“There has been a lot of bad press because people are aghast that a government program designed for small businesses would go to publicly held companies,” he said. “That’s what the statute said. The statute allowed it.”

If you’re a chain restaurant, the statute said it cared about those employees as much as we care about any others, so let’s keep them employed, Horowitz explained.

“The press thought otherwise and the administration responded,” he said. “Then when it came out that the LA Lakers received a loan, that was also objectionable.”

In Horowitz’ mind, teams in the NBA, MLB, and other leagues probably had to make a choice: Do we fire all our employees (not the athletes), or do we get a loan and keep them employed?

“They made a decision. The press attacked them. The Treasury responded by saying you were not intended to be the beneficiaries,” he said. “They give, in the case of the LA Lakers, they give the money back. [But it’d] be interesting to see how many pink slips went out when they gave the money back.”

As show host Mike Lewis explained, part of the argument was when there is a limited amount of money for small businesses and the big businesses take it, the smaller ones are left high and dry.

“There were always gonna be winners and losers in a in a program that was on a first come, first served basis,” Horowitz admitted. ” … The problem was compounded by the fact that big banks in particular, but all banks, not just big banks, were incentivized to make the loans to their existing customers.”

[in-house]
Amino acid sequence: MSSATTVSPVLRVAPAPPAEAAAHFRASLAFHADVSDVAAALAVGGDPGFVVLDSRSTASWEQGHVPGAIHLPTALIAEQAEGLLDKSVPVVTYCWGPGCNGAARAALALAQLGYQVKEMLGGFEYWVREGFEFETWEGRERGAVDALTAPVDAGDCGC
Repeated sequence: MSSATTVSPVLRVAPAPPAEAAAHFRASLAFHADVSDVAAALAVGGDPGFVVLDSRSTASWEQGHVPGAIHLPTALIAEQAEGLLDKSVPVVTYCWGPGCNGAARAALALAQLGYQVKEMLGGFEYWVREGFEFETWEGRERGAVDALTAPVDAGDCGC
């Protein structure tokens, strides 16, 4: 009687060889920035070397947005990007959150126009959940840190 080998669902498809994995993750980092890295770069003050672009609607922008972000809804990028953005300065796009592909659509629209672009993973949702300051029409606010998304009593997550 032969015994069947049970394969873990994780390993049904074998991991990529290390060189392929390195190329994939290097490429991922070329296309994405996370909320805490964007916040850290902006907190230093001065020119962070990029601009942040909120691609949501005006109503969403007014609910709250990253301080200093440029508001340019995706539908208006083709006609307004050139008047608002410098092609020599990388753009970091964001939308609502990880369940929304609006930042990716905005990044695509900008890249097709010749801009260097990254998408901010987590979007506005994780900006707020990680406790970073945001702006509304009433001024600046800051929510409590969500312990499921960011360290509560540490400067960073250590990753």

Ironically, Horowitz explained, after criticizing the big banks for favoring their existing customers, the U.S. Small Business Association told big banks they would be taking less applications from them and gave smaller banks an opportunity to send more applications.

“The first time, [some of my friends and clients] were left in the dust because the banks, the big banks, favored their existing customers,” Horowitz said. “The big banks have now gone out of their way to accommodate these small borrowers, and it’s the SBA who’s now cut cut off the access of the big banks.”

Another component of the CARES Act was to provide an extra $600 per person, per week of unemployment.

“There are many people at the minimum wage level who are now taking home more, in some cases considerably more, on unemployment than they were when they were working,” Horowitz said.

When you add the risk of going to work and being exposed to the virus, or having to arrange child care on top of the added money received on unemployment, there’s an incentive for these employees to stay home as long as they can, Horowitz explained.

“So now you have an employer who says come back to work, … and the employees are saying no,” he said. “Now, that’s small segment of the population, but it’s an important segment of the population.”

Listen to KIRO Nights weeknights from 7 – 10 p.m. on KIRO Radio, 97.3 FM. Subscribe to the podcast here.